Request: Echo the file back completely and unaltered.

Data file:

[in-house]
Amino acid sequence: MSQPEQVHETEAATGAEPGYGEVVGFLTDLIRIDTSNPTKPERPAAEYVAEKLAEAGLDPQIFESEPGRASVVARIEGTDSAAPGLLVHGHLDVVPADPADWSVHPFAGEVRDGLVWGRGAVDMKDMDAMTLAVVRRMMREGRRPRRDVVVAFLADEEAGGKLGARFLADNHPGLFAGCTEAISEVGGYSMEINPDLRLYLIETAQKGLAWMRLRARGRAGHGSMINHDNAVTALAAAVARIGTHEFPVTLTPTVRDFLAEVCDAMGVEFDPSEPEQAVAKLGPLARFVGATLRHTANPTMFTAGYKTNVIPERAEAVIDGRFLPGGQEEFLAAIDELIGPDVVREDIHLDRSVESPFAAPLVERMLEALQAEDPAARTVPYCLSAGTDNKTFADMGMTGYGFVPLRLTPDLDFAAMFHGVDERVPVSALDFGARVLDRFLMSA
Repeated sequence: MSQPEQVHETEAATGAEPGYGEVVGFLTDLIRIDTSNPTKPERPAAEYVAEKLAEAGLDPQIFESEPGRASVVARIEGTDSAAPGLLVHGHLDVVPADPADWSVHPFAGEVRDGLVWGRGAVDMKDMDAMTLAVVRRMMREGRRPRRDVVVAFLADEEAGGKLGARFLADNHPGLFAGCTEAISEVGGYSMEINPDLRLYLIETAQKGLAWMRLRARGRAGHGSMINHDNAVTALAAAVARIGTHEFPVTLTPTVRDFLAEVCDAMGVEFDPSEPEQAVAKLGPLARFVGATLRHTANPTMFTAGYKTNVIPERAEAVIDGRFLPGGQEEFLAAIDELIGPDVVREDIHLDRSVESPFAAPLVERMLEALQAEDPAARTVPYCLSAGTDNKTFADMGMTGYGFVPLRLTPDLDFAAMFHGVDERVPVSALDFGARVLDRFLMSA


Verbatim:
[in-house]
Amino acid sequence: MSQPEQVHETEAATGAEPGYGEVVGFLTDLIRIDTSNPTKPERPAAEYVAEKLAEAGLDPQIFESEPGRASVVARIEGTDSAAPGLLVHGHLDVVPADPADWSVHPFAGEVRDGLVWGRGAVDMKDMDAMTLAVVRRMMREGRRPRRDVVVAFLADEEAGGKLGARFLADNHPGLFAGCTEAISEVGGYSMEINPDLRLYLIETAQKGLAWMRLRARGRAGHGSMINHDNAVTALAAAVARIGTHEFPVTLTPTVRDFLAEVCDAMGVEFDPSEPEQAVAKLGPLARFVGATLRHTANPTMFTAGYKTNVIPERAEAVIDGRFLPGGQEEFLAAIDELIGPDVVREDIHLDRSVESPFAAPLVERMLEALQAEDPAARTVPYCLSAGTDNKTFADMGMTGYGFVPLRLTPDLDFAAMFHGVDERVPVSALDFGARVLDRFLMSA
Repeated sequence: MSQPEQVHETEAATGAEPGYGEVVGFLTDLIRIDTSNPTKPERPAAEYVAEKLAEAGLDPQIFESEPGRASVVARIEGTDSAAPGLLVHGHLDVVPADPADWSVHPFAGEVRDGLVWGRGAVDMKDMDAMTLAVVRRMMREGRRPRRDVVVAFLADEEAGGKLGARFLADNHPGLFAGCTEAISEVGGYSMEINPDLRLYLIETAQKGLAWMRLRARGRAGHGSMINHDNAVTALAAAVARIGTHEFPVTLTPTVRDFLAEVCDAMGVEFDPSEPEQAVAKLGPLARFVGATLRHTANPTMFTAGYKTNVIPERAEAVIDGRFLPGGQEEFLAAIDELIGPDVVREDIHLDRSVESPFAAPLVERMLEALQAEDPAARTVPYCLSAGTDNKTFADMGMTGYGFVPLRLTPDLDFAAMFHGVDERVPVSALDFGARVLDRFLMSA